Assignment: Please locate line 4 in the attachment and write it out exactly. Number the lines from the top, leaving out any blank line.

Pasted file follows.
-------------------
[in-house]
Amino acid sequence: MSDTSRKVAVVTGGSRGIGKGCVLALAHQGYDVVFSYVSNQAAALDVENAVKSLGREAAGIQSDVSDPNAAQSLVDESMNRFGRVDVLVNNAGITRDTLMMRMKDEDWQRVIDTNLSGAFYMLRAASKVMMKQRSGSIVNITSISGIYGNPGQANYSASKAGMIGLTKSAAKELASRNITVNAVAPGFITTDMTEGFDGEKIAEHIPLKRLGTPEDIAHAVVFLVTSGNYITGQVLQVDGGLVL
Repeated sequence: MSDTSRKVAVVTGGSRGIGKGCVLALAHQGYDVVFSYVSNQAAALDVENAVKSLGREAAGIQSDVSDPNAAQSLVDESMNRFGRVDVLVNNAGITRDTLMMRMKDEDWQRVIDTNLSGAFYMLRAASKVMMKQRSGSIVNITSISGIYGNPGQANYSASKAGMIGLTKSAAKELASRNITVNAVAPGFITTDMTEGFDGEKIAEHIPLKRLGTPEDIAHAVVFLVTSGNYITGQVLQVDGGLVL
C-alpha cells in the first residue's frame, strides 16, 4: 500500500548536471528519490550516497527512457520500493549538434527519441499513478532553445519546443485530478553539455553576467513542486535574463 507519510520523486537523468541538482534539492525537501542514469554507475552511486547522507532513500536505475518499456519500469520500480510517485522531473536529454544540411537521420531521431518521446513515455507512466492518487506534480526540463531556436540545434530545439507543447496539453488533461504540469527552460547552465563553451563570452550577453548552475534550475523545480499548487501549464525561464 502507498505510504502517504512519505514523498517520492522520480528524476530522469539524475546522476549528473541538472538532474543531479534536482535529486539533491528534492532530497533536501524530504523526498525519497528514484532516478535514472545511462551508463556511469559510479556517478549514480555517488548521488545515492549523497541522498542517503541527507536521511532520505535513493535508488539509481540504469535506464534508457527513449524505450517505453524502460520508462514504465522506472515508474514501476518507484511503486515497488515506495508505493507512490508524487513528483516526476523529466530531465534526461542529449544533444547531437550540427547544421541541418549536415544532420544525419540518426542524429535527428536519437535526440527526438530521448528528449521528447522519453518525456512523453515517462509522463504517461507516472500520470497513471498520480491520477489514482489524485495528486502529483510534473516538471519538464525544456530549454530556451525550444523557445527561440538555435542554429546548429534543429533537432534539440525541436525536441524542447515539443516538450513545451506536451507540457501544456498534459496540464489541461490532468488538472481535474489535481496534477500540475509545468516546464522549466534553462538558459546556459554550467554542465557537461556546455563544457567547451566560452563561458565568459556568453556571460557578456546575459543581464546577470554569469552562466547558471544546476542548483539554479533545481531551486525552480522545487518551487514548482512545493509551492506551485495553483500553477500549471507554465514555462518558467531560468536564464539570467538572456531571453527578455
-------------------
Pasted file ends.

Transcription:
C-alpha cells in the first residue's frame, strides 16, 4: 500500500548536471528519490550516497527512457520500493549538434527519441499513478532553445519546443485530478553539455553576467513542486535574463 507519510520523486537523468541538482534539492525537501542514469554507475552511486547522507532513500536505475518499456519500469520500480510517485522531473536529454544540411537521420531521431518521446513515455507512466492518487506534480526540463531556436540545434530545439507543447496539453488533461504540469527552460547552465563553451563570452550577453548552475534550475523545480499548487501549464525561464 502507498505510504502517504512519505514523498517520492522520480528524476530522469539524475546522476549528473541538472538532474543531479534536482535529486539533491528534492532530497533536501524530504523526498525519497528514484532516478535514472545511462551508463556511469559510479556517478549514480555517488548521488545515492549523497541522498542517503541527507536521511532520505535513493535508488539509481540504469535506464534508457527513449524505450517505453524502460520508462514504465522506472515508474514501476518507484511503486515497488515506495508505493507512490508524487513528483516526476523529466530531465534526461542529449544533444547531437550540427547544421541541418549536415544532420544525419540518426542524429535527428536519437535526440527526438530521448528528449521528447522519453518525456512523453515517462509522463504517461507516472500520470497513471498520480491520477489514482489524485495528486502529483510534473516538471519538464525544456530549454530556451525550444523557445527561440538555435542554429546548429534543429533537432534539440525541436525536441524542447515539443516538450513545451506536451507540457501544456498534459496540464489541461490532468488538472481535474489535481496534477500540475509545468516546464522549466534553462538558459546556459554550467554542465557537461556546455563544457567547451566560452563561458565568459556568453556571460557578456546575459543581464546577470554569469552562466547558471544546476542548483539554479533545481531551486525552480522545487518551487514548482512545493509551492506551485495553483500553477500549471507554465514555462518558467531560468536564464539570467538572456531571453527578455